Interpreting Traditional Chinese Culture in Ten Ancient Paintings

Interpreting Traditional Chinese Culture in Ten Ancient Paintings

Interpreting Traditional Chinese Culture in Ten Ancient Paintings

 

3. Five Oxen

Interpreting Traditional Chinese Culture in Ten Ancient Paintings

Five Oxen, The Palace Museum in Beijing

The Chinese people, who originated from the Yangtze and Yellow rivers, have a tradition of farming and have developed a cooperative, hard-working and simple nature. The cow, which are used for farming, occupy a place in Chinese culture as an important livestock.

The cows were praised for their kindness and hardship, and they also mapped the character of human beings. For this reason, Han Huang (723-787), a Tang Dynasty chancellor known for his paintings, painted the "Five Oxen". As a well-deserved national treasure, "Five Oxen" is the oldest surviving painting on paper in China and one of only a few authentic Tang paintings in existence.

Interpreting Traditional Chinese Culture in Ten Ancient Paintings

Interpreting Traditional Chinese Culture in Ten Ancient Paintings

Interpreting Traditional Chinese Culture in Ten Ancient Paintings

 

4. Travelers among Mountains and Streams

Interpreting Traditional Chinese Culture in Ten Ancient Paintings

Travelers among Mountains and Streams, National Palace Museum in Taipei

The legacy of Confucianism, Taoism, and Buddhism continues today. Confucianism puts filial piety first and treats people with benevolence; Buddhism believes in cause and effect and has compassion; Taoism esteem effortless action, follows nature, and does not argue.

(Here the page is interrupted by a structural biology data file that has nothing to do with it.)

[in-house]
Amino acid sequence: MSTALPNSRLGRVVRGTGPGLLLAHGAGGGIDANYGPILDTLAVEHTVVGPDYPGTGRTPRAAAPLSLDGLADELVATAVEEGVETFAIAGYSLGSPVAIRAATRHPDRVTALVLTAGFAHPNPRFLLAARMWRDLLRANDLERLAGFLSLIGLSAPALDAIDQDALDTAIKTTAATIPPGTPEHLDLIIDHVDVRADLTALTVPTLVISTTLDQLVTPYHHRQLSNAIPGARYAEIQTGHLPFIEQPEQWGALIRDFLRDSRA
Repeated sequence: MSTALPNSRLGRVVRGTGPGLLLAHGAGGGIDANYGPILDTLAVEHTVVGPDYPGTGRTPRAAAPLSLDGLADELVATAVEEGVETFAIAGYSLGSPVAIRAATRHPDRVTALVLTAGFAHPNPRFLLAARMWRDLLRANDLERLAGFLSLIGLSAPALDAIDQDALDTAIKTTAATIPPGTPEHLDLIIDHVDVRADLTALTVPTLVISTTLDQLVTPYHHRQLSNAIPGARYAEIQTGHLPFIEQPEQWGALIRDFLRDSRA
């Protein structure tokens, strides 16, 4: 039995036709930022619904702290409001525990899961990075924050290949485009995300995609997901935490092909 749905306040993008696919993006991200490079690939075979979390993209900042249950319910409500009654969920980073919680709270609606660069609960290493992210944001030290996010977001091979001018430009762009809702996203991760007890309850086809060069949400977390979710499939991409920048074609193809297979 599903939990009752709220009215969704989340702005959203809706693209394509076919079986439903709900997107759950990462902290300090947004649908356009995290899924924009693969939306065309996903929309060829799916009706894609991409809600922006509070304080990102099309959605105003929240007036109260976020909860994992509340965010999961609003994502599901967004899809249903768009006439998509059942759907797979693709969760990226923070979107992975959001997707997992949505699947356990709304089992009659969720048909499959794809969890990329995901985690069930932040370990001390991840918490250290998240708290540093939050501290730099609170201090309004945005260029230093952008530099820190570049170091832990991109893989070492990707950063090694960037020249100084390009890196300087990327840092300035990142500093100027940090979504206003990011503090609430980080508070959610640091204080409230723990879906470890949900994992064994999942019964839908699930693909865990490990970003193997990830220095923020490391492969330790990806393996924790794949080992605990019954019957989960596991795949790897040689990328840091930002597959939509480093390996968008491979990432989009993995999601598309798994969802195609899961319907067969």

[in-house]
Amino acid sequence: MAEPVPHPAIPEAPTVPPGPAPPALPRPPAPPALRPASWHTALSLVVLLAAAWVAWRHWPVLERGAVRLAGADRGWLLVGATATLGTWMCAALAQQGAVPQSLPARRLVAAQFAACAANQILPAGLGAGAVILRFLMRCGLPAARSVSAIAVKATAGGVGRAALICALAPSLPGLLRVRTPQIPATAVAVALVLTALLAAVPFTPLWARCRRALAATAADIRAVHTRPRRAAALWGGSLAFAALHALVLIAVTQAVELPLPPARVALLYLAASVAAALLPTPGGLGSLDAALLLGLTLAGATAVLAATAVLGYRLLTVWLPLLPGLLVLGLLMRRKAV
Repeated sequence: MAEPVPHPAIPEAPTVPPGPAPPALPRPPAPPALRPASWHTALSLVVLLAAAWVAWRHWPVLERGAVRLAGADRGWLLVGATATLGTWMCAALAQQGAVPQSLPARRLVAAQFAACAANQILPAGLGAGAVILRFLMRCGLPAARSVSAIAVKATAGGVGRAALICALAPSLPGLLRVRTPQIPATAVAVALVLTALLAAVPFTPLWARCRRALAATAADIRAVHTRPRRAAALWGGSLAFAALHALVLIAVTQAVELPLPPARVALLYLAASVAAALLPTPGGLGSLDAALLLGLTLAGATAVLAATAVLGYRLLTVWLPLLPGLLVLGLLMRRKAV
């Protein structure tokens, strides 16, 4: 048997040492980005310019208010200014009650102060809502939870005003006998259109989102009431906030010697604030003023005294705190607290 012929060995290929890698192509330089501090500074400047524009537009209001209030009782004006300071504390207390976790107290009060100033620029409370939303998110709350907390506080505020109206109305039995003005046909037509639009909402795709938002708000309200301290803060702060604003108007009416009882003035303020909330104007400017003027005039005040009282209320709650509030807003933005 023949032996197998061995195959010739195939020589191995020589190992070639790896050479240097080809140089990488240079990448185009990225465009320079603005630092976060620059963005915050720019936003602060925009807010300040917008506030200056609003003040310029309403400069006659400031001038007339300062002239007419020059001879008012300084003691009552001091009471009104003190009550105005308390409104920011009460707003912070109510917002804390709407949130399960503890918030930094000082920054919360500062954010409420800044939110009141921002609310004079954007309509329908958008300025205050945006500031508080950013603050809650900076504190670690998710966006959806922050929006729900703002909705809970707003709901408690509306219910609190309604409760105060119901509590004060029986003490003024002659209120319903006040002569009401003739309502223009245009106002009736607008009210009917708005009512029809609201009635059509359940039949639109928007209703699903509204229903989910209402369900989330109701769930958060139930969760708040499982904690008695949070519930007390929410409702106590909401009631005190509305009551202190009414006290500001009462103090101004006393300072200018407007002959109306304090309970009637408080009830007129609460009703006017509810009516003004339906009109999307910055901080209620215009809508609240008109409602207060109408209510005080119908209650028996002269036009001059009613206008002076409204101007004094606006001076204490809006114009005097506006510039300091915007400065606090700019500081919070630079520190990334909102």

The ideas of the three schools of thought have been merged into a masterpiece. Northern Song Dynasty Fan Kuan's "Travelers among Mountains and Streams", a treasure of the National Palace Museum in Taipei, is regarded as the first divine work of Song painting.

Interpreting Traditional Chinese Culture in Ten Ancient Paintings

The composition of the painting evolved from the Buddhist sutra paintings of the Sui and Tang dynasties, the near and distant scenes are reduced in size and enlarged in the center to create a sense of solemnity; the arrangement of the scenery is derived from the Confucianism of orderly order of the elders and the young, and the mountains are clustered in the hall as if they were venerated teachers; the mood of the painting comes from Taoism.